than the inherited rules.   The  entire  set  of  dir-merge  rules  are
       grouped  together in the spot where the merge-file was specified, so it
       is possible to override dir-merge rules via a rule that  got  specified
       earlier in the list of global rules.  When the list-clearing rule ("!")
       is read from a per-directory file, it only clears the  inherited  rules
       for the current merge file.

       Another  way  to prevent a single rule from a dir-merge file from being
       inherited is to anchor it with a leading slash.  Anchored  rules  in  a
       per-directory merge-file are relative to the merge-file's directory, so
       a pattern "/foo" would only match the file "foo" in the directory where
       the dir-merge filter file was found.

       Here's  an  example  filter  file  which  you'd specify via --filter=".
       file":

              merge /home/user/.global-filter
              - *.gz
              dir-merge .rules
              + *.[ch]
              - *.o


       This will merge the contents of the /home/user/.global-filter  file  at
       the  start of the list and also turns the ".rules" filename into a per-
       directory filter file.  All rules read in prior to  the  start  of  the
       directory  scan follow the global anchoring rules (i.e. a leading slash
       matches at the root of the transfer).

       If a per-directory merge-file is specified with a path that is a parent
       directory of the first transfer directory, rsync will scan all the par-
       ent dirs from that starting point to the  transfer  directory  for  the
       indicated  per-directory  file.   For instance, here is a common filter
       (see -F):

              --filter=': /.rsync-filter'


       That rule tells rsync to scan for the file .rsync-filter in all  direc-
       tories  from the root down through the parent directory of the transfer
       prior to the start of the normal directory scan  of  the  file  in  the
       directories  that  are  sent  as a part of the transfer.  (Note: for an
       rsync daemon, the root is always the same as the module's "path".)

       Some examples of this pre-scanning for per-directory files:

              rsync -avF /src/path/ /dest/dir
              rsync -av --filter=': ../../.rsync-filter' /src/path/ /dest/dir
              rsync -av --filter=': .rsync-filter' /src/path/ /dest/dir


       The first two commands above will look for ".rsync-filter" in  "/"  and
       "/src"   before  the  normal  scan  begins  looking  for  the  file  in
       "/src/path" and its subdirectories.  The last command avoids  the  par-
       ent-dir  scan  and  only  looks  for  the ".rsync-filter" files in each
       directory that is a part of the transfer.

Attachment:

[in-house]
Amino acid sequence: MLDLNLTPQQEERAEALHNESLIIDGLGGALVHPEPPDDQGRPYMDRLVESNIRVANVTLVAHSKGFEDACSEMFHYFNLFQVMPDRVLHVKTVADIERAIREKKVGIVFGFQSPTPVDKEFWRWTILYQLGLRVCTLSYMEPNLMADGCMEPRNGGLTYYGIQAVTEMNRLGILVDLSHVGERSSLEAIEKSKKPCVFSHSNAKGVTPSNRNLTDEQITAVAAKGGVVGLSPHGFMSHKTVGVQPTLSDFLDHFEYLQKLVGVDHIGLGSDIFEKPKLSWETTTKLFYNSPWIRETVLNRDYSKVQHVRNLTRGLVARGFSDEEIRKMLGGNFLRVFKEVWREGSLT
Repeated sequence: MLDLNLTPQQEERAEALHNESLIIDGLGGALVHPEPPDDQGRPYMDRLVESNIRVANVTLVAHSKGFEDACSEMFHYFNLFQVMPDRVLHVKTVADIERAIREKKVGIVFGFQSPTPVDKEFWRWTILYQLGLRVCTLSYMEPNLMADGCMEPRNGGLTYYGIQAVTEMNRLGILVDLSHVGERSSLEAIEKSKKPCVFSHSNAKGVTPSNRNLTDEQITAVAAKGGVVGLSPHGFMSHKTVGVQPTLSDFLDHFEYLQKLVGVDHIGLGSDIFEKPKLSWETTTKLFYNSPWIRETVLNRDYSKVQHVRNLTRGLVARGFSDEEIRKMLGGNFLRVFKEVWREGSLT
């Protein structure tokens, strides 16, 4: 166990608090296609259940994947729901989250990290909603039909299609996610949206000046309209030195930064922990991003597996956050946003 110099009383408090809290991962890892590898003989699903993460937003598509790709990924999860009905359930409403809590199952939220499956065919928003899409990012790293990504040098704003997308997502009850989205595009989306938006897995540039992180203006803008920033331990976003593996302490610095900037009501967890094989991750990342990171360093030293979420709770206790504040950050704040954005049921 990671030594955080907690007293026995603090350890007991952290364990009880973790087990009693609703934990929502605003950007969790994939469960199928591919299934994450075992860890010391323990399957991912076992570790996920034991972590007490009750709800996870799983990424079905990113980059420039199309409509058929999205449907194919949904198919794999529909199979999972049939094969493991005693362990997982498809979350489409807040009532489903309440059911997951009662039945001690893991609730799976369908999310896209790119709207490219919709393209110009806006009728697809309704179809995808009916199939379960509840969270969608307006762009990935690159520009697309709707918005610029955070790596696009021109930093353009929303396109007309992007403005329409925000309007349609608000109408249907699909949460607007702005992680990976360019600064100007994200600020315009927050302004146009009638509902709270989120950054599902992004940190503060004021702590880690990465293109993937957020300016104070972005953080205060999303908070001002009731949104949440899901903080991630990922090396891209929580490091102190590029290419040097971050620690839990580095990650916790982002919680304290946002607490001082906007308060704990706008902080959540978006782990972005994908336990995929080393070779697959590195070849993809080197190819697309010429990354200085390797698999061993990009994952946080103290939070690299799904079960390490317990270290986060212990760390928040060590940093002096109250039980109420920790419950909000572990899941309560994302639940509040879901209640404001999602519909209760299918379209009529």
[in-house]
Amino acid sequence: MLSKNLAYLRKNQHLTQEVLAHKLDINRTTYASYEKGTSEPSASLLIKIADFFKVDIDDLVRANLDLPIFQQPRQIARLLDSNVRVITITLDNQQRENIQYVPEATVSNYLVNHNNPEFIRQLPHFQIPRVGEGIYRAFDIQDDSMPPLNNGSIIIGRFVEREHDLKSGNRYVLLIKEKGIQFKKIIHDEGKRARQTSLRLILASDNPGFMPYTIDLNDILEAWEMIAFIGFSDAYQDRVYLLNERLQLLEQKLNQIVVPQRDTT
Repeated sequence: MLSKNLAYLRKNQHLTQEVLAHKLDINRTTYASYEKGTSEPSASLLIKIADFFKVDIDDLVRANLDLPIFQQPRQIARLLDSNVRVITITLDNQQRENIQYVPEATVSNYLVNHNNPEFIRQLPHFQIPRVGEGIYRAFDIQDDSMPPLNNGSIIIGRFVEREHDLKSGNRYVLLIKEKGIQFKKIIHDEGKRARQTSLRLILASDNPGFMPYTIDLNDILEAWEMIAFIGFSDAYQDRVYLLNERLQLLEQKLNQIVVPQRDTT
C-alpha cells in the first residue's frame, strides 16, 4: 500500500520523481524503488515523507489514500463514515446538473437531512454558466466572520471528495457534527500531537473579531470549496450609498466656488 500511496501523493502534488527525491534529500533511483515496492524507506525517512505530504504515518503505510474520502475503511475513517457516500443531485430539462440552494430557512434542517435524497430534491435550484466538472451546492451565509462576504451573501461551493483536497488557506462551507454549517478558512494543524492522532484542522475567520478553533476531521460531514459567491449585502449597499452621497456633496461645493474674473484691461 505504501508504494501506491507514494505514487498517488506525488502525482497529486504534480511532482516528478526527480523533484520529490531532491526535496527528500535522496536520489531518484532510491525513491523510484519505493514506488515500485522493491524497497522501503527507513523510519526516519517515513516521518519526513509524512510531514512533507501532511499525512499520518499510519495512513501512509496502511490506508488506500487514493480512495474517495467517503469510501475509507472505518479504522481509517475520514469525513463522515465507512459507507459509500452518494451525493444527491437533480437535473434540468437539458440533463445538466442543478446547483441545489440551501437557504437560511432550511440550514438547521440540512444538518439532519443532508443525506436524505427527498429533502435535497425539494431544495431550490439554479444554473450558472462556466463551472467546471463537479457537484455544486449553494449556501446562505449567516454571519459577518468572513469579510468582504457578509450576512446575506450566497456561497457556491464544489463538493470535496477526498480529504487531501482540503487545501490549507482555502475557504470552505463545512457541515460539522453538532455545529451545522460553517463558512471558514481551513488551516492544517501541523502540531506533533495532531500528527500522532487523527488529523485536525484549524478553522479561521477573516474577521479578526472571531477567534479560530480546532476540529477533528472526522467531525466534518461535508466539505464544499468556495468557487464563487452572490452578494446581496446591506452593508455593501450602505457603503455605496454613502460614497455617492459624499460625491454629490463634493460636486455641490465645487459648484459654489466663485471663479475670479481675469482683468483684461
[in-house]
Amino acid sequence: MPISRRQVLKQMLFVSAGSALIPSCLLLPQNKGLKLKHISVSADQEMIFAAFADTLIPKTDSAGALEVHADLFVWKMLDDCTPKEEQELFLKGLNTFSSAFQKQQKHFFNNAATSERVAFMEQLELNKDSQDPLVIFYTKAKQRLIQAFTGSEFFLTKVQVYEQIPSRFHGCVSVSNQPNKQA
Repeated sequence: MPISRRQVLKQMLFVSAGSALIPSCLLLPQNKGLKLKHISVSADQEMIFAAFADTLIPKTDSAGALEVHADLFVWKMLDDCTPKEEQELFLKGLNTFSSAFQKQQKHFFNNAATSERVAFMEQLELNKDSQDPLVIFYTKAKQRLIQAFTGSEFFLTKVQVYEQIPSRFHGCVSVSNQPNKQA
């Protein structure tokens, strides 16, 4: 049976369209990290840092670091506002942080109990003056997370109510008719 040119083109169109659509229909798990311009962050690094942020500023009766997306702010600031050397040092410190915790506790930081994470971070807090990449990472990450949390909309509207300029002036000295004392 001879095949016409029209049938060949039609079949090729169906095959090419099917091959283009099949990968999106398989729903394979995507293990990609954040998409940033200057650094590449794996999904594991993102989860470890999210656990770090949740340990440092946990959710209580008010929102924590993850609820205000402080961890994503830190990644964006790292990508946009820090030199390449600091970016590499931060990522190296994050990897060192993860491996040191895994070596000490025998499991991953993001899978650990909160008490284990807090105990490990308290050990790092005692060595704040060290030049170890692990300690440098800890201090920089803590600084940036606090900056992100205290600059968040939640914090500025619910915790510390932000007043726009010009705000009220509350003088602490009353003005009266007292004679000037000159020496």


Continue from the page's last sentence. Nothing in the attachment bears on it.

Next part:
If you want to include the contents of a ".cvsignore" in your patterns,
       you  should use the rule ":C", which creates a dir-merge of the .cvsig-
       nore file, but parsed in a CVS-compatible manner.  You can use this  to
       affect  where  the  --cvs-exclude  (-C)  option's inclusion of the per-
       directory .cvsignore file gets placed into your rules  by  putting  the
       ":C" wherever you like in your filter rules.  Without this, rsync would
       add the dir-merge rule for the .cvsignore file at the end of  all  your
       other  rules (giving it a lower priority than your command-line rules).
       For example:

              cat <<EOT | rsync -avC --filter='. -' a/ b
              + foo.o
              :C
              - *.old
              EOT
              rsync -avC --include=foo.o -f :C --exclude='*.old' a/ b


       Both of the above rsync commands are identical.  Each  one  will  merge
       all the per-directory .cvsignore rules in the middle of the list rather
       than at the end.  This allows their dir-specific rules to supersede the
       rules  that  follow  the  :C  instead  of being subservient to all your
       rules.  To affect the other CVS exclude rules (i.e. the default list of
       exclusions,  the contents of $HOME/.cvsignore, and the value of $CVSIG-
       NORE) you should omit the -C command-line option and instead  insert  a
       "-C" rule into your filter rules; e.g. "--filter=-C".



LIST-CLEARING FILTER RULE

       You  can clear the current include/exclude list by using the "!" filter
       rule (as introduced in the FILTER RULES section above).  The  "current"
       list  is  either  the  global list of rules (if the rule is encountered
       while parsing the filter options)  or  a  set  of  per-directory  rules
       (which  are  inherited in their own sub-list, so a subdirectory can use
       this to clear out the parent's rules).



ANCHORING INCLUDE/EXCLUDE PATTERNS

       As mentioned earlier, global include/exclude patterns are  anchored  at